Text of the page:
That’s nothing new, of course. The reputation of this state’s Supreme Court elections is solidified thanks to election cycle after election cycle of exorbitant races that muddy the line between modern campaigning and the quest for impartial courts unburdened by deep-pocketed special interests. Rough partisan campaigns that turn judicial candidates into often-unwilling politicians are the norm.
Thus, that the state’s 2010 judicial elections were again the most expensive in the United States is no shock. Alabamians are used to it.
Last year, candidates in three Supreme Court races raised $4.3 million, according to a recently released study by the nonpartisan Justice at Stake Campaign. Two points instantly stand out: (a.) That amount was raised despite the recession’s obvious impact on the 2010 campaign, and (b.) it surely would have been higher had the chief justice post been on the ballot.
Granted, it’s not as if candidates for court seats were campaigning on loose change found underneath the couch cushion. They still raised more than $4 million. Special interests dedicated to having a high court favorable to their clients didn’t sit out the election. But Democratic consultant and pollster John Anzalone of Anzalone Liszt Research made it clear in comments to The Gadsden Times last week that the recession’s effect on last year’s campaigns shouldn’t be undersold.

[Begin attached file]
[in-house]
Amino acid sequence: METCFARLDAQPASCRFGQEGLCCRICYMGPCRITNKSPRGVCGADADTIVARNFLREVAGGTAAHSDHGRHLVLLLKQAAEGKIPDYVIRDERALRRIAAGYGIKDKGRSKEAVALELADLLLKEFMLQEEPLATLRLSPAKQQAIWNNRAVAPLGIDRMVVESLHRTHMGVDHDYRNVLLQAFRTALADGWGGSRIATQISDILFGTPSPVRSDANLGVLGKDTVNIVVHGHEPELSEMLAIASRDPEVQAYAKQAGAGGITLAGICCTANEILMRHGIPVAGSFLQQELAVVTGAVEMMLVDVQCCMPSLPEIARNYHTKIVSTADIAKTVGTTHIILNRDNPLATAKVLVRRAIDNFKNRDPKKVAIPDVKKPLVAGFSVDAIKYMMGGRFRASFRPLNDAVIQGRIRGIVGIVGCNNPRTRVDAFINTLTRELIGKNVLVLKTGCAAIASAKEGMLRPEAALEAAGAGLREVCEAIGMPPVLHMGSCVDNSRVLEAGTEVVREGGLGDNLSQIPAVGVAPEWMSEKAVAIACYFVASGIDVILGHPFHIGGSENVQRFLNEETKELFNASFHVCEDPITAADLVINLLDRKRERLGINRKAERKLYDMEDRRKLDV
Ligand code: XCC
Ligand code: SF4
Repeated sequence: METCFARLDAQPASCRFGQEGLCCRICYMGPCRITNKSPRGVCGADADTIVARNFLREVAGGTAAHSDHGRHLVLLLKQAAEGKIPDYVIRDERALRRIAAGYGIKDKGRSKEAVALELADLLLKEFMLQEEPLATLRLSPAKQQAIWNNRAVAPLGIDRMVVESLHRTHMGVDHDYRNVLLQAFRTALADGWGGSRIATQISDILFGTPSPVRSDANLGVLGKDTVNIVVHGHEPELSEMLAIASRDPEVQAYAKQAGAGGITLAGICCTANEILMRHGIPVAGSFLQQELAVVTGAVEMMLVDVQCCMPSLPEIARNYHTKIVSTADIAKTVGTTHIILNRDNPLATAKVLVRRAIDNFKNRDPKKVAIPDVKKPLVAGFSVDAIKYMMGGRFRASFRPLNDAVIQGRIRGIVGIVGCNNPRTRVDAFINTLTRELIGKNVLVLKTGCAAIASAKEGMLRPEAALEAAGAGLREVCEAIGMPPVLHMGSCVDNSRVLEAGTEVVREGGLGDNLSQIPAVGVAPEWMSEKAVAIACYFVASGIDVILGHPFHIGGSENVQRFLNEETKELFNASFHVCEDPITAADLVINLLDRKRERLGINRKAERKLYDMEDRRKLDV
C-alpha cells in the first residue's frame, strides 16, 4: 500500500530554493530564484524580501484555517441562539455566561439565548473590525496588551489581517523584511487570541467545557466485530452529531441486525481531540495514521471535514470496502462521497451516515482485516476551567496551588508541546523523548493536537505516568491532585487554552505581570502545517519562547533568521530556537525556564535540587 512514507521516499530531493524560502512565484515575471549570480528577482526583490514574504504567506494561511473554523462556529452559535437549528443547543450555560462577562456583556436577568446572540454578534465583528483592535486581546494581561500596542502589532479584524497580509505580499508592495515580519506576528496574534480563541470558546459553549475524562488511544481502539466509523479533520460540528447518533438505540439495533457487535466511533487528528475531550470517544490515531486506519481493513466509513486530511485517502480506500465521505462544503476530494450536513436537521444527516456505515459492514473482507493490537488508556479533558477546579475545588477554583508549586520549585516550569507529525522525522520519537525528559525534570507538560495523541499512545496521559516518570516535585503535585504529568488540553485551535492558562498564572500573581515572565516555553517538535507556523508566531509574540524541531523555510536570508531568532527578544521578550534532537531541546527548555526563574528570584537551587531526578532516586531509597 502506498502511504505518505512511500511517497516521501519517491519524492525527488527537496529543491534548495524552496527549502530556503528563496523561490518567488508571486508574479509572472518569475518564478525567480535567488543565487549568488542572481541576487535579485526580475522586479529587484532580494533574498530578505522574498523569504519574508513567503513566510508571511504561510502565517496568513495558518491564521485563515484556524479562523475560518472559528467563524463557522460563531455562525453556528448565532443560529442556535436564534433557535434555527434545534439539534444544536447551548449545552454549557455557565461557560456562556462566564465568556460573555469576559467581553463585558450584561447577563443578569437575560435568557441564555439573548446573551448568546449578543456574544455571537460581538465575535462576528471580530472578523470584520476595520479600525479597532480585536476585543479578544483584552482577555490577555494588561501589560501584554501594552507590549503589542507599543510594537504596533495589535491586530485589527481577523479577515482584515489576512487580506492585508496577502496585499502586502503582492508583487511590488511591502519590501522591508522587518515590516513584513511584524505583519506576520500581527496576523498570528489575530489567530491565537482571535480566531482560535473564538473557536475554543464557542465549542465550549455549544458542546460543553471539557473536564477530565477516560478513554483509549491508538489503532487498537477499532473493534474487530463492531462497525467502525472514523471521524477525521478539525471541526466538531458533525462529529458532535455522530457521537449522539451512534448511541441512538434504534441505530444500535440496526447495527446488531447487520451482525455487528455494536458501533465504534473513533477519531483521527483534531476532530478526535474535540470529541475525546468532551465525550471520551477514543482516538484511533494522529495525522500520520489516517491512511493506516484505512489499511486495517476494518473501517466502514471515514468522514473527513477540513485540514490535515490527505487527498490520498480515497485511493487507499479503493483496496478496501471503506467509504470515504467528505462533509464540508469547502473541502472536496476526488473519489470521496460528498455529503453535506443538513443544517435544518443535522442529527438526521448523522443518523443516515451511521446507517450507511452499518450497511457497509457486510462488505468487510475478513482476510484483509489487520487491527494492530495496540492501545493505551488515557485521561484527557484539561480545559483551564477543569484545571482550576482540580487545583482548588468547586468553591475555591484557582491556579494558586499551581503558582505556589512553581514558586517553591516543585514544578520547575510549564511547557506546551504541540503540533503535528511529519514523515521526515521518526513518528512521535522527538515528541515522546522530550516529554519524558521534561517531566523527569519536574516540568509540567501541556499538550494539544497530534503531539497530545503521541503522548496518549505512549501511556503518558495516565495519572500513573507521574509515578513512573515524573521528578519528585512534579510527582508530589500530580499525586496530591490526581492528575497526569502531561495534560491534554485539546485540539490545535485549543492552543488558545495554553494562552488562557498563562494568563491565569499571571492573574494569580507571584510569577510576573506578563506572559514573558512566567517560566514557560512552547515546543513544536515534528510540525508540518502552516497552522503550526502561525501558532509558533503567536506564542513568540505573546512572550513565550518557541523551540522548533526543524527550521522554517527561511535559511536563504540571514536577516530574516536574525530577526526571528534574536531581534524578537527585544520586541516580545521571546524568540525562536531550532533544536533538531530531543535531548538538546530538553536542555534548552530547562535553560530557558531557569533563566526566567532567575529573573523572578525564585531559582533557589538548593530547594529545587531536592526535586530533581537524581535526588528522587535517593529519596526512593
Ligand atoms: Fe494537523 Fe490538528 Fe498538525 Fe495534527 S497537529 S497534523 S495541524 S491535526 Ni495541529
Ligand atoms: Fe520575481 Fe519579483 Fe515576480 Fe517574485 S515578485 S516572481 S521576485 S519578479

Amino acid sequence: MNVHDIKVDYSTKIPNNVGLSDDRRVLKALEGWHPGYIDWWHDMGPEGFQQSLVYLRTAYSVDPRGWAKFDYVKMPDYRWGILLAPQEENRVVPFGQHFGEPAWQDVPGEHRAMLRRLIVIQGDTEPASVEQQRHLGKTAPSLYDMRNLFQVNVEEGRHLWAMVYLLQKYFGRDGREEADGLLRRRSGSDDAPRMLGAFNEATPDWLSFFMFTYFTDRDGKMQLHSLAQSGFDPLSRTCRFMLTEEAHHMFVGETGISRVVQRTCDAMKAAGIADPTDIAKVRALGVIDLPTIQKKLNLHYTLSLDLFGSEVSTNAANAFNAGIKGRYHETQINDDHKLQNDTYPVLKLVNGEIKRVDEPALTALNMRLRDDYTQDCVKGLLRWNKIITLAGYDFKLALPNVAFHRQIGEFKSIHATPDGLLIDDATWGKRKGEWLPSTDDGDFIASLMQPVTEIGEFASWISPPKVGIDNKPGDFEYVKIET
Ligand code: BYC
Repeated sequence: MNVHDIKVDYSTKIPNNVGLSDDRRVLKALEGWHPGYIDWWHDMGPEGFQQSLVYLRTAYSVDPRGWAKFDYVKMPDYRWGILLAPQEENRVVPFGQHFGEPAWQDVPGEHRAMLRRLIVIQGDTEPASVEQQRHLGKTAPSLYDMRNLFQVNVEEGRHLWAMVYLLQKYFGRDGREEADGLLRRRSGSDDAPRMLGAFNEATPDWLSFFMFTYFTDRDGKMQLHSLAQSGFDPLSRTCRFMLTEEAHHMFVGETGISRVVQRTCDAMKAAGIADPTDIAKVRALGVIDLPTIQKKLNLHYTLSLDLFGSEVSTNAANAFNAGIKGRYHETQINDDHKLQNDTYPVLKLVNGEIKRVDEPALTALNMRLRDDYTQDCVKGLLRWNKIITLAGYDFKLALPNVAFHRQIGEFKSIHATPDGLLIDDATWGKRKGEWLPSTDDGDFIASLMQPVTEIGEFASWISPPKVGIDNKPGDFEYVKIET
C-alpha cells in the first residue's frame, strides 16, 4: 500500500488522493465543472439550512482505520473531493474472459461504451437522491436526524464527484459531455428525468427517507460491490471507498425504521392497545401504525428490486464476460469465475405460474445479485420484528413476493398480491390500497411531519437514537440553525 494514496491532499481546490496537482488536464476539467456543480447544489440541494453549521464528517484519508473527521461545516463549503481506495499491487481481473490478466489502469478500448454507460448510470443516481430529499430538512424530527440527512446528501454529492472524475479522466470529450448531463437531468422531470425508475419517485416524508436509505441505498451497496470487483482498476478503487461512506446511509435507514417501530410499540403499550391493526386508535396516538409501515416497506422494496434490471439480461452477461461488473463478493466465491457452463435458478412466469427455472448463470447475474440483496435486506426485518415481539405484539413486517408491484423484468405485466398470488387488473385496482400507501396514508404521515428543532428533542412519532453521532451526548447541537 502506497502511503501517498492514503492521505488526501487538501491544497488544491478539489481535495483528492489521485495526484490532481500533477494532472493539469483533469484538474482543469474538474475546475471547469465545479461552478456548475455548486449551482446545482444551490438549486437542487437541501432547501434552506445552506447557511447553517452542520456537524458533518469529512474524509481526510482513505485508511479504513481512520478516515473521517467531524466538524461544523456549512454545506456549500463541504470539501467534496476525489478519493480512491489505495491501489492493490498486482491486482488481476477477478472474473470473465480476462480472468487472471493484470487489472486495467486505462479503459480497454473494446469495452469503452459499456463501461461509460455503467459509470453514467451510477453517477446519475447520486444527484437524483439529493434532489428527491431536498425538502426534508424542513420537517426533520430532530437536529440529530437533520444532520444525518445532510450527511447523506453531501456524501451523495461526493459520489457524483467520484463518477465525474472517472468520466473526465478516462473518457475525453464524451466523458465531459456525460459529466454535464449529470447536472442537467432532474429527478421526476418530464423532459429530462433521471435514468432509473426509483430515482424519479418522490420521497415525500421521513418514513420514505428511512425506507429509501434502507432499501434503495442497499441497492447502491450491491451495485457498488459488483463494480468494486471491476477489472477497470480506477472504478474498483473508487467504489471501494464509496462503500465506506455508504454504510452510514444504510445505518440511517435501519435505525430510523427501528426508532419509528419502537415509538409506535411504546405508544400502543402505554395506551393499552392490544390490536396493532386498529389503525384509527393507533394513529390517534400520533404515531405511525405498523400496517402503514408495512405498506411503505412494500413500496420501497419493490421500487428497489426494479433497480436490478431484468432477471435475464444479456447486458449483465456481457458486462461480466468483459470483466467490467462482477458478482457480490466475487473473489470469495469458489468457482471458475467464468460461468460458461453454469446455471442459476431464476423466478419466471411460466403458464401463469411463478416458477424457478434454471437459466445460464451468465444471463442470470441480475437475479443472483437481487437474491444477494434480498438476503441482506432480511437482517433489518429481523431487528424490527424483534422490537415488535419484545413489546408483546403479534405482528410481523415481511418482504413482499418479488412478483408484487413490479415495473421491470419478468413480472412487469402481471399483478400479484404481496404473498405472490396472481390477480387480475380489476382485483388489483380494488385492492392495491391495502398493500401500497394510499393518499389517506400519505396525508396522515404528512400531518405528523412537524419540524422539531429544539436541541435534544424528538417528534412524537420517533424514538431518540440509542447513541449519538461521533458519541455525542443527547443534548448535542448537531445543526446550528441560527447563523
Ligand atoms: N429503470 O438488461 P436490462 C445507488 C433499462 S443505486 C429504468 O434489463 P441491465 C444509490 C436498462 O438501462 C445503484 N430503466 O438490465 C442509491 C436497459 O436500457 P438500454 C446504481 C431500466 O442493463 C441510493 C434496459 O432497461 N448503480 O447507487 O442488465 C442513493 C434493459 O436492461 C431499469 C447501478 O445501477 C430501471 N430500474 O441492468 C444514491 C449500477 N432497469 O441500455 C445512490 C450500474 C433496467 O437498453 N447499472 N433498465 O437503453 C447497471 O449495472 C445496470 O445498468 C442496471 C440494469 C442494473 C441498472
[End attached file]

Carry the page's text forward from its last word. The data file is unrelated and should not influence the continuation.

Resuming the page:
“Individuals, associations and companies are not giving as much money,” Anzalone said. “Campaign budgets were down.”
Like the glitz of Las Vegas, these dollar figures are what earn automatic headlines. It’s show, not substance. Alabama’s reputation as a state burdened by expensive Supreme Court elections is well-earned, and it’s also an important fact.
But a separate issue that’s just as vital is, what type of justice is the state receiving from these costly court races?
This is where money and politics creates a mighty problem for the Alabama Supreme Court. The combination of the state’s deep conservatism, abundant Republican voters and influential special interests have, in part, created a Supreme Court that’s anything but politically balanced. Additionally, a court listing heavily to one side often discourages special interests from spending on candidates on the other side, as Justice at Stake Campaign spokesman Charlie Hall rightly told the Associated Press earlier this week.
No need to examine the ideology of each justice here. Instead, suffice it to say that a better-balanced court would be better for Alabama than the court it has today. Chief Justice Sue Bell Cobb is the only Democrat on the court’s nine-seat bench.
Alabama would be better served by a Supreme Court that used some form of appointment/retention system in which judges are placed on the bench for their merits, not their party affiliations, and then retained by voters if their performance is worthy.
Unfortunately, Alabama is stuck with a system in which its Supreme Court elections are known as much for their price tags as for their winners. That’s not good for the state’s reputation or for Alabama justice.